img(height="1" width="1" style="display:none" src="")

Good people are hard to find: Q&A with recruitment expert Joe Synes

The latest RIBA Future Trends survey found that almost a fifth of practices are struggling to recruit. Joe Synes, managing director of recruitment consultancy Hunter Dunning, discusses the employment market

Do the findings of the Future Trends survey match your experience?

A fifth of practices struggling sounds surprisingly low. Brexit and Covid created uncertainty, but recruitment has picked up since last summer and it’s very much a candidate-driven market; good people are hard to find. Except for a short period after 2008, that has been the case throughout my 20 years in recruitment. 

Where is demand highest?

Everywhere is busy but demand for residential experience and knowledge of Revit are far and away the highest. There’s also a shortage of seasoned, mid-level people who can work without much supervision, but aren’t yet in management positions. Brexit produced a spike in requests for contract staff; now practices want to fill permanent roles. Salaries have risen recently and, as roles can take a long time to fill, companies often have to consider being flexible about levels of experience.

How has the pandemic changed the jobs market?

People who might normally have changed jobs last year didn’t, so there are moves waiting to happen. We’ve surveyed architects and 70% are looking to market themselves this year – that’s huge. An anticipated avalanche of New Year applications was slowed by continuing uncertainty, but we will see a lot of activity before things settle down. The biggest long-term change is hybrid or remote working. Around 50% of candidates want the option to work from home at least part time. For some it’s a red line, and we’ve already seen others require a huge difference in salary to take a fully office-based role. We’ve also had a significant increase in candidates wanting to relocate from cities, which was very rare before Covid. And employers who were once wary about relocations are much more open to the idea.

Are most employers willing to accommodate flexible working?

About half are, and half want a full return to the office as soon as possible. When that happens, CVs will appear in our inbox. In 2022 we foresee the biggest shift coming from candidates exiting businesses that insist on being in the office Monday to Friday, 9 to 5. More than 75% of practices are ‘micro businesses’ that recruit infrequently and aren’t aware of how candidate-driven the market has become, or how quickly they need to act when recruiting. But candidates know what they can ask for as they are approached regularly. Their concern has been job security, but the feeling that you are safer in existing roles is not accurate. Now is as good a time as any to move.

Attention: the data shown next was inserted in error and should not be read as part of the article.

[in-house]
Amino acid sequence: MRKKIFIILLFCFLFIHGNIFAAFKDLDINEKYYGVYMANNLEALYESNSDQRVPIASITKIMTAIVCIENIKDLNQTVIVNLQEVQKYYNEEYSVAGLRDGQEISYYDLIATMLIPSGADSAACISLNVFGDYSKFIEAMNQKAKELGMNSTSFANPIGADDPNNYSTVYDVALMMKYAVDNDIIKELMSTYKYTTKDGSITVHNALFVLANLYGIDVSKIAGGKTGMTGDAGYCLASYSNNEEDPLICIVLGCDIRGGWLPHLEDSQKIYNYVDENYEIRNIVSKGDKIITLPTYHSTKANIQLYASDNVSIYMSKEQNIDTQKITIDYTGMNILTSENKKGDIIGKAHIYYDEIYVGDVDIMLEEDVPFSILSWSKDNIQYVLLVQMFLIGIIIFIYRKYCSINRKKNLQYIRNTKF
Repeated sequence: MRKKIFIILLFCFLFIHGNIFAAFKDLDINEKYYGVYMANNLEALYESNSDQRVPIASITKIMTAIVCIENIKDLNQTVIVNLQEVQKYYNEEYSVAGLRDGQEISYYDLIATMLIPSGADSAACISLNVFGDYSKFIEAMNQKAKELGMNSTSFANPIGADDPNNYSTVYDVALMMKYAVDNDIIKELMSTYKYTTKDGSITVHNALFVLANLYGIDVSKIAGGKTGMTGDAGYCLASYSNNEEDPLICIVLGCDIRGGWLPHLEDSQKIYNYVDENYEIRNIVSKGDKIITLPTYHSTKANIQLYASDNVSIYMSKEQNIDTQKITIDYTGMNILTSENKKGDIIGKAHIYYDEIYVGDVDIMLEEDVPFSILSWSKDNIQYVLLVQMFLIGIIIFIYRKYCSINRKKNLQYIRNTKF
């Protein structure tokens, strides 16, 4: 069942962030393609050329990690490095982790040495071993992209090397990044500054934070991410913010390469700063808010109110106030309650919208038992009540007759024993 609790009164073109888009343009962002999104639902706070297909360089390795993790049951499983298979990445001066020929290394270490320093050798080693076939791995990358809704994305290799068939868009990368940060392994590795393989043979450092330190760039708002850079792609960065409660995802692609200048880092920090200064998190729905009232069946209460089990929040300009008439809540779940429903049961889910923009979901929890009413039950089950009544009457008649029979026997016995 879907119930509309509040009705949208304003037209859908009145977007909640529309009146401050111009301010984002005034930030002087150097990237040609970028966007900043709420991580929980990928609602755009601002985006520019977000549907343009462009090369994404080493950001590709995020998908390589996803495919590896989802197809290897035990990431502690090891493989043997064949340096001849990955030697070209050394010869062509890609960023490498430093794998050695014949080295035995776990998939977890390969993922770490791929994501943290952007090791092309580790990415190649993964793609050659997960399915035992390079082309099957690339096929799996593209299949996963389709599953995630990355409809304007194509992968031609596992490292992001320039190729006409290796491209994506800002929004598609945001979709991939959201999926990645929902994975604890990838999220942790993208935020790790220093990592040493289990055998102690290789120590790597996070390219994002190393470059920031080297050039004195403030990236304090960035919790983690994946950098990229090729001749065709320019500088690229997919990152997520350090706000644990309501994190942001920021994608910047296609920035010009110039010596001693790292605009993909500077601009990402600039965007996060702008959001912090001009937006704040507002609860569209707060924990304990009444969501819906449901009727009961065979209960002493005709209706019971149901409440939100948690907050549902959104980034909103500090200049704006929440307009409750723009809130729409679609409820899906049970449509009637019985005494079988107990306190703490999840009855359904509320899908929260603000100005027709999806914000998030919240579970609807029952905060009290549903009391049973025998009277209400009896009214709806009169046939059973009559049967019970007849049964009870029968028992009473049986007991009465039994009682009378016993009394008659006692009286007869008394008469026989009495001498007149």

Find your dream job or recruit the best architecture and design talent with RIBA Jobs.


A small block of two duplex flats in north London produced interesting architectural features within a tight budget that overcame a difficult planning history

Intriguing scheme overcomes planning and budgetry challenges

David Russell Young's imagined future discovery of a series of modular structures dating from 2022 was overall winner of this year's West Fraser SterlingOSB Zero/RIBAJ competition

The imagined future discovery of new modular structures inside an existing one has won this year's West Fraser SterlingOSB Zero/RIBAJ competition

Ella Walklate, Reini Celmins, Alexander Vile and Adam Spreckley’s design, based on Glasgow's pigeon lofts,   creates 10, single-occupancy SterlingOSB Zero frame structures on the banks of the Forth and Clyde Canal

Ella Walklate, Reini Celmins, Alexander Vile and Adam Spreckley’s design is based on Glasgow's pigeon coops

Rob Annable and Justin Pickard's design focuses on SterlingOSB Zero’s end-of-life material properties and how they can give something back to a fenland environment

Rob Annable and Justin Pickard's design focuses on SterlingOSB Zero’s very end-of-life material properties

Tom Birch and Elliot Nash's design is constructed twice over: a SterlingOSB Zero skin is used as shuttering for concrete, and then to wrap this concrete tower in a corridor of stepped floors

Tom Birch and Elliot Nash’s design uses SterlingOSB Zero as shuttering for concrete and then to intervene on the resulting tower